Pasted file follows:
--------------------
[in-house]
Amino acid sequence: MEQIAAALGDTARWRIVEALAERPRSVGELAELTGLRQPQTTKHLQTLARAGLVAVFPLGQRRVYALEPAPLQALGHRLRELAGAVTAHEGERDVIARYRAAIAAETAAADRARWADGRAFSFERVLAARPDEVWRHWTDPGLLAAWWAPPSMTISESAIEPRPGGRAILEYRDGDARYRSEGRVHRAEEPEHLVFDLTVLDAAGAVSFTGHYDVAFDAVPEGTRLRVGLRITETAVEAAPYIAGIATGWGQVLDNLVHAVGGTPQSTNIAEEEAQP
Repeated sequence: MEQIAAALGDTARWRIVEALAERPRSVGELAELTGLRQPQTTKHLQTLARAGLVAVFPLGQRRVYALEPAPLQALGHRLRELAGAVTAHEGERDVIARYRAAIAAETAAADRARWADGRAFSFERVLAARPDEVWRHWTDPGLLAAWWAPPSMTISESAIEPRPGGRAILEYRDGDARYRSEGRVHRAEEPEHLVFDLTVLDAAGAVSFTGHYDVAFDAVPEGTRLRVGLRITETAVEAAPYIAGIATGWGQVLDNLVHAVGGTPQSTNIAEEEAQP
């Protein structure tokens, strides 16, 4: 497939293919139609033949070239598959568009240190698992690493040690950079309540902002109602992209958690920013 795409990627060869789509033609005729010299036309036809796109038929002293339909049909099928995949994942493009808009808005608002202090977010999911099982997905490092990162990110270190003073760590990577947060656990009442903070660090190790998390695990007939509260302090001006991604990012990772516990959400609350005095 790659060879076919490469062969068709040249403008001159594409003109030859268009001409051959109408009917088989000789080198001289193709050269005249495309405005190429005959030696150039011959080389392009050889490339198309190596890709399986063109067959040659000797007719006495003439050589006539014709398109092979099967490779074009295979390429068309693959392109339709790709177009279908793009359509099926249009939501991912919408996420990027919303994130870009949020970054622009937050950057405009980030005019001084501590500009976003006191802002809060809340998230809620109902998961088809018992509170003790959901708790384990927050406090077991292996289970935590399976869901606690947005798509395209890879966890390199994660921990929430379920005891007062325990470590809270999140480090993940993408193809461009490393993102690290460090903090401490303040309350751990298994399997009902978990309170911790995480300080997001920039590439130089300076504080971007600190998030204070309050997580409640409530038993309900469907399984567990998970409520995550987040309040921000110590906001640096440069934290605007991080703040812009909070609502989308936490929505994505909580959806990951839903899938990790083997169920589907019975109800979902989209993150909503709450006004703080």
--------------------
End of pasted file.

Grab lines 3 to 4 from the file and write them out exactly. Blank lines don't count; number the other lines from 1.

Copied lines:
Repeated sequence: MEQIAAALGDTARWRIVEALAERPRSVGELAELTGLRQPQTTKHLQTLARAGLVAVFPLGQRRVYALEPAPLQALGHRLRELAGAVTAHEGERDVIARYRAAIAAETAAADRARWADGRAFSFERVLAARPDEVWRHWTDPGLLAAWWAPPSMTISESAIEPRPGGRAILEYRDGDARYRSEGRVHRAEEPEHLVFDLTVLDAAGAVSFTGHYDVAFDAVPEGTRLRVGLRITETAVEAAPYIAGIATGWGQVLDNLVHAVGGTPQSTNIAEEEAQP
């Protein structure tokens, strides 16, 4: 497939293919139609033949070239598959568009240190698992690493040690950079309540902002109602992209958690920013 795409990627060869789509033609005729010299036309036809796109038929002293339909049909099928995949994942493009808009808005608002202090977010999911099982997905490092990162990110270190003073760590990577947060656990009442903070660090190790998390695990007939509260302090001006991604990012990772516990959400609350005095 790659060879076919490469062969068709040249403008001159594409003109030859268009001409051959109408009917088989000789080198001289193709050269005249495309405005190429005959030696150039011959080389392009050889490339198309190596890709399986063109067959040659000797007719006495003439050589006539014709398109092979099967490779074009295979390429068309693959392109339709790709177009279908793009359509099926249009939501991912919408996420990027919303994130870009949020970054622009937050950057405009980030005019001084501590500009976003006191802002809060809340998230809620109902998961088809018992509170003790959901708790384990927050406090077991292996289970935590399976869901606690947005798509395209890879966890390199994660921990929430379920005891007062325990470590809270999140480090993940993408193809461009490393993102690290460090903090401490303040309350751990298994399997009902978990309170911790995480300080997001920039590439130089300076504080971007600190998030204070309050997580409640409530038993309900469907399984567990998970409520995550987040309040921000110590906001640096440069934290605007991080703040812009909070609502989308936490929505994505909580959806990951839903899938990790083997169920589907019975109800979902989209993150909503709450006004703080």